More About the Author

John Sandford was born John Camp on February 23, 1944, in Cedar Rapids, Iowa. He attended the public schools in Cedar Rapids, graduating from Washington High School in 1962. He then spent four years at the University of Iowa, graduating with a bachelor's degree in American Studies in 1966. In 1966, he married Susan Lee Jones of Cedar Rapids, a fellow student at the University of Iowa. He was in the U.S. Army from 1966-68, worked as a reporter for the Cape Girardeau Southeast Missourian from 1968-1970, and went back to the University of Iowa from 1970-1971, where he received a master's degree in journalism. He was a reporter for The Miami Herald from 1971-78, and then a reporter for the St. Paul Pioneer-Press from 1978-1990; in 1980, he was a finalist for a Pulitzer Prize, and he won the Pulitzer in 1986 for a series of stories about a midwestern farm crisis. From 1990 to the present he has written thriller novels. He's also the author of two non-fiction books, one on plastic surgery and one on art. He is the principal financial backer of a major archaeological project in the Jordan Valley of Israel, with a website at www.rehov.org. In addition to archaeology, he is deeply interested in art (painting) and photography. He both hunts and fishes. He has two children, Roswell and Emily, and one grandson, Benjamin. His wife, Susan, died of metastasized breast cancer in May, 2007, and is greatly missed.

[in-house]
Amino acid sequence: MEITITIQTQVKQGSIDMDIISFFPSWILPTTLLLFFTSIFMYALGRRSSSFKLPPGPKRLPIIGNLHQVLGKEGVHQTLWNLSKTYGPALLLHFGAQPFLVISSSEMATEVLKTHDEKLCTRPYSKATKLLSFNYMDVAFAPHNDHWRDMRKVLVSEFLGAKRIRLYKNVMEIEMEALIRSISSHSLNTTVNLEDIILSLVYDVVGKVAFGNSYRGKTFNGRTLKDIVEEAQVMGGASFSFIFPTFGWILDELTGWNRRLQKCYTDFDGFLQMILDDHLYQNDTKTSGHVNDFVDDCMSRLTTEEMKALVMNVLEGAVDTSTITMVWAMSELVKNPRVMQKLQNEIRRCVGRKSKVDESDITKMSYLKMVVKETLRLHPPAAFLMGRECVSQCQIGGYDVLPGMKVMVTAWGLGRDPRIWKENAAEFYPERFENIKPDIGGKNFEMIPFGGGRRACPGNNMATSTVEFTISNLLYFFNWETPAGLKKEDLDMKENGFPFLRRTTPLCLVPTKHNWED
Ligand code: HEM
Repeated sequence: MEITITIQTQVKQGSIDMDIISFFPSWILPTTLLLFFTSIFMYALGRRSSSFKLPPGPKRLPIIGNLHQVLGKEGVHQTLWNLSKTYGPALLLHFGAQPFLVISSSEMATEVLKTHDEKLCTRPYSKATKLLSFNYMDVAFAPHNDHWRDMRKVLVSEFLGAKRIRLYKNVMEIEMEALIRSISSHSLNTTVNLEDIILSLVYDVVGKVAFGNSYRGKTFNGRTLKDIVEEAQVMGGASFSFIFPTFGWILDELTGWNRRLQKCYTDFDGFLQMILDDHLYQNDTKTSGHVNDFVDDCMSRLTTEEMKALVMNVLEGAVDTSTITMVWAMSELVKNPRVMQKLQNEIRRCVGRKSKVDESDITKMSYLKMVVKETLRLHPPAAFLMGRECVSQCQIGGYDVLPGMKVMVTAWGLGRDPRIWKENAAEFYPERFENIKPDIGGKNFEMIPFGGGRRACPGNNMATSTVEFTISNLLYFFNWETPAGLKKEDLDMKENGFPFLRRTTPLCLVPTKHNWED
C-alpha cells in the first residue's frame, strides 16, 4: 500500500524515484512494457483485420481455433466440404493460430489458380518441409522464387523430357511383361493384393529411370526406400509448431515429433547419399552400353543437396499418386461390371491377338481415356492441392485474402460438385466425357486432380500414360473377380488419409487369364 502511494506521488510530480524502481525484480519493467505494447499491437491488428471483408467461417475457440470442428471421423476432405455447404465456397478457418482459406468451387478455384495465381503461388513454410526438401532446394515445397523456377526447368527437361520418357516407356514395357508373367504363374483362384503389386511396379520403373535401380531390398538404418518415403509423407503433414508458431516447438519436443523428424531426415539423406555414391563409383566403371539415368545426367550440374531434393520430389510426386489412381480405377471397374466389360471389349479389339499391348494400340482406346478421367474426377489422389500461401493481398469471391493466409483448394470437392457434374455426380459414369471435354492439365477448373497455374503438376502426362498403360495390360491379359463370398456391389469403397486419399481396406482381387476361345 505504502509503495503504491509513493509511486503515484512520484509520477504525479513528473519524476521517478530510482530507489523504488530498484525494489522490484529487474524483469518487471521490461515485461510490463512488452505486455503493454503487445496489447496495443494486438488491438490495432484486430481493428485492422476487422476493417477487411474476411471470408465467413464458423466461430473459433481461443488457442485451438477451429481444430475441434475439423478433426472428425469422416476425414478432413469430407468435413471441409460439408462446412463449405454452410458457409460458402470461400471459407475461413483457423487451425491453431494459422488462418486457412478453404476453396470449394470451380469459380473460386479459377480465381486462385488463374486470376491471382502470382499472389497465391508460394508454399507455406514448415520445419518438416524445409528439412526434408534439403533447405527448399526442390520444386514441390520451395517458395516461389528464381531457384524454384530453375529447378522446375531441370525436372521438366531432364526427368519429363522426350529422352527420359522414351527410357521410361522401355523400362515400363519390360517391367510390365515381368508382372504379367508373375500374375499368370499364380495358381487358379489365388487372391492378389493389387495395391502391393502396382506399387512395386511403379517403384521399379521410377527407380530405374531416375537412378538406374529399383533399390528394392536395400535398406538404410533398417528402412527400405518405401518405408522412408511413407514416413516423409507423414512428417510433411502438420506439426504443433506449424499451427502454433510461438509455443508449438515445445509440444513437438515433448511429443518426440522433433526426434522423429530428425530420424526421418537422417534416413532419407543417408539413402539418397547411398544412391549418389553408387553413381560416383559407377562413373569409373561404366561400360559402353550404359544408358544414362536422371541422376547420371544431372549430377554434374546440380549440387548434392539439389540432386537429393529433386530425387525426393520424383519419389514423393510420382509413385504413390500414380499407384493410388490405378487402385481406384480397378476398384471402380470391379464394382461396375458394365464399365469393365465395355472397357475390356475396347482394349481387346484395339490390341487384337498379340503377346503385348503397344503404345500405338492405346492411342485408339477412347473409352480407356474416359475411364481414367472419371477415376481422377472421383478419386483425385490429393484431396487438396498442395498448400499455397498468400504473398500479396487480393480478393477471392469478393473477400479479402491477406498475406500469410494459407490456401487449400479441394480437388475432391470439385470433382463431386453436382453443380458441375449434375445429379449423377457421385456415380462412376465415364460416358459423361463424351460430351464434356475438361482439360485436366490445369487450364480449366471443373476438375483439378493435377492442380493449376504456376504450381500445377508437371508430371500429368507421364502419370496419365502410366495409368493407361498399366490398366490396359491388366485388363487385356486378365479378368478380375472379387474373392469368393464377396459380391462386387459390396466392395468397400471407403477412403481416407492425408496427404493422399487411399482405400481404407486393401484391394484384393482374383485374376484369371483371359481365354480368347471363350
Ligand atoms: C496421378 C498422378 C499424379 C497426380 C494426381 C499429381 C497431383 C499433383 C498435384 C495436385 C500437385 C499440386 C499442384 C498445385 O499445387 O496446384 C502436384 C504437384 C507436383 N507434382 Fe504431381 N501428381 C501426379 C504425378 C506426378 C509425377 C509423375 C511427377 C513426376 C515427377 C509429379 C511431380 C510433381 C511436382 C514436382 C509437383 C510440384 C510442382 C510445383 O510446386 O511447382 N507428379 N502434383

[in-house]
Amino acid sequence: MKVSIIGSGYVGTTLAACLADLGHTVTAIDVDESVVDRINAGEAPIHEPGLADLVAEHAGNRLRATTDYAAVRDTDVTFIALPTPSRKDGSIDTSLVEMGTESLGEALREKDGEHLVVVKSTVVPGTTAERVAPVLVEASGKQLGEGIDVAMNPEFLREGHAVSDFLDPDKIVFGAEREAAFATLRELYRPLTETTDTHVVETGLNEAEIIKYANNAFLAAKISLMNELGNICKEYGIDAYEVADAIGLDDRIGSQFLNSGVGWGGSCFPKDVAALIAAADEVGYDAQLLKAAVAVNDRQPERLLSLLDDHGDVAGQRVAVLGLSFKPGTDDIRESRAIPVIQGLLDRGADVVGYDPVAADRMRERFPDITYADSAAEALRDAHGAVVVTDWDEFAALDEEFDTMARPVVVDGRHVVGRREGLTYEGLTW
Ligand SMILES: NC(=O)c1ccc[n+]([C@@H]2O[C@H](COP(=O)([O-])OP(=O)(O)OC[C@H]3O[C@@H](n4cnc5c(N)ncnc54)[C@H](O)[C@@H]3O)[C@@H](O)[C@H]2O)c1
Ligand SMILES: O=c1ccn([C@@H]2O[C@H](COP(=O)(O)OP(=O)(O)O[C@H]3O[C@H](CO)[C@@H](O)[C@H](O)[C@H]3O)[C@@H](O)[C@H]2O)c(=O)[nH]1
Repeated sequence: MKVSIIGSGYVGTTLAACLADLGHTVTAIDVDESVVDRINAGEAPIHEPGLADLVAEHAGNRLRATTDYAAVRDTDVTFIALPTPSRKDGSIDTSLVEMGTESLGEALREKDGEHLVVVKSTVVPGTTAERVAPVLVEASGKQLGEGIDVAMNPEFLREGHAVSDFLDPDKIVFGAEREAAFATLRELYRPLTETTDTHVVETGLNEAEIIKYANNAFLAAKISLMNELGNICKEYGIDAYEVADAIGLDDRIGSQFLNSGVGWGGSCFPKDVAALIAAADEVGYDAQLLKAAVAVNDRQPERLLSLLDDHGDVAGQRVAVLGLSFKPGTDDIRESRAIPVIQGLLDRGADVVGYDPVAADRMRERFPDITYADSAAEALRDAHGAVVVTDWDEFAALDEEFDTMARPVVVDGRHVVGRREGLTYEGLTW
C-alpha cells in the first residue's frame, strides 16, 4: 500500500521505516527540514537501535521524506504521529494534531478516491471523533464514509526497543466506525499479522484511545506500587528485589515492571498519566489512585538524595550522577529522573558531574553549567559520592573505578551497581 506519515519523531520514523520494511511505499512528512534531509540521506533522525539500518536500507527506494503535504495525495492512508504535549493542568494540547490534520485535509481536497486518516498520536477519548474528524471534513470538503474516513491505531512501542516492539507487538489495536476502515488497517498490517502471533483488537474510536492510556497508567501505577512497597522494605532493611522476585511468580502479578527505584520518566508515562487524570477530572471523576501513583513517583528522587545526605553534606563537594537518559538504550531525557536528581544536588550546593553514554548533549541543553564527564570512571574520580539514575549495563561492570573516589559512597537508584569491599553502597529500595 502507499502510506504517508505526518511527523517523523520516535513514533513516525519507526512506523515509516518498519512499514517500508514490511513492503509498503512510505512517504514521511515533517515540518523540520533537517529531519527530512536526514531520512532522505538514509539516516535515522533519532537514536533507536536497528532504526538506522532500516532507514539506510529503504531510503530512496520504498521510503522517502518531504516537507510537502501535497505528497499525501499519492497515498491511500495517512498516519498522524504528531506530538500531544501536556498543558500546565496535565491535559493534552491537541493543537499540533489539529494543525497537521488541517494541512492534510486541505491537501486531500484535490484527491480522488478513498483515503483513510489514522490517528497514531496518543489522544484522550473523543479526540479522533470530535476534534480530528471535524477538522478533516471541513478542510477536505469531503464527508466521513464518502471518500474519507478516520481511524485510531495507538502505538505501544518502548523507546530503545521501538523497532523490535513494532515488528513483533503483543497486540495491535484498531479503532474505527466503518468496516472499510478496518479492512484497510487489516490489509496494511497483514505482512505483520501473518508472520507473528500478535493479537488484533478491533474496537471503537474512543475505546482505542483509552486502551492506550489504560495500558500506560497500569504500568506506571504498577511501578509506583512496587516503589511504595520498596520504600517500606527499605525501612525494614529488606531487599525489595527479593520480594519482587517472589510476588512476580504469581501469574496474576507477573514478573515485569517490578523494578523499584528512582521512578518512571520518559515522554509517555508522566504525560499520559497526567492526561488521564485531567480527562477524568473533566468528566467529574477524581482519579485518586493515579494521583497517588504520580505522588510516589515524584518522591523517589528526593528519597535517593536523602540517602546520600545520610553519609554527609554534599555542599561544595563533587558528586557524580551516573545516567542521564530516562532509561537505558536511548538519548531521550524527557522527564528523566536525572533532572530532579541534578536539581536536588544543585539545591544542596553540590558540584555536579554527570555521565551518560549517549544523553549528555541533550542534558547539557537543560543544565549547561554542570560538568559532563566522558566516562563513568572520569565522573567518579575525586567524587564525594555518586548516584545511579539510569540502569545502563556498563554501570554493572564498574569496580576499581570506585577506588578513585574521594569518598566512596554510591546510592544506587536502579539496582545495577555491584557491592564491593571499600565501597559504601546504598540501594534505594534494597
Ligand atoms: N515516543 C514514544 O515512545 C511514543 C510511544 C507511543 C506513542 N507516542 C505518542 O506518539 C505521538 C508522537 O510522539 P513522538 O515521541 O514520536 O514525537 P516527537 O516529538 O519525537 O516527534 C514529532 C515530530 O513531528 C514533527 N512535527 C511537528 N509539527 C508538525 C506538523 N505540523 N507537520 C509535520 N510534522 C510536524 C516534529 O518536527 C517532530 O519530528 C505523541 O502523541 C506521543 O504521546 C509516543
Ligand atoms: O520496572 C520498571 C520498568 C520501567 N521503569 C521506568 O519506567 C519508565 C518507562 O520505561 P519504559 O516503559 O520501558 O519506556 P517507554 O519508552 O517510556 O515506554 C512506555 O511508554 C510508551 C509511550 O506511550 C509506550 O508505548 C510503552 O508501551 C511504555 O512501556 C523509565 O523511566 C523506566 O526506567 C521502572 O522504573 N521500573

Customer Reviews

Very good plot and character development.
Joseph G. Vallee
I love john sandford books with characters lucas davenport and virgil flowers and always look for the next book to come out.
sherry manley
The story is weak, the characters are boring and the plot goes on and on to nowhere.
MikeW

Most Helpful Customer Reviews

210 of 225 people found the following review helpful By Amy on October 10, 2013
Format: Kindle Edition Verified Purchase
Virgil (nicknamed "that F***in' Flowers" by his police buddies) has always had a bit more comedy to him than Sandford's other police novel hero, Lucas Davenport. But in "Storm Front," a lot of the comedic attempts are of the kind more likely to elicit groans than genuine laughs. To me, this book seems more like a parody of a John Sandford novel, than an actual John Sandford novel. The book is full of caricatures rather than characters, and there aren't any homicides to solve. (I prefer a novel with a lower violence level than, e.g., the Jack Reacher books - one or two murders per novel are plenty for me. But the plot of this one just felt like the stakes were too low to be very interesting. I'm not a fan of "religious mystery" plots.)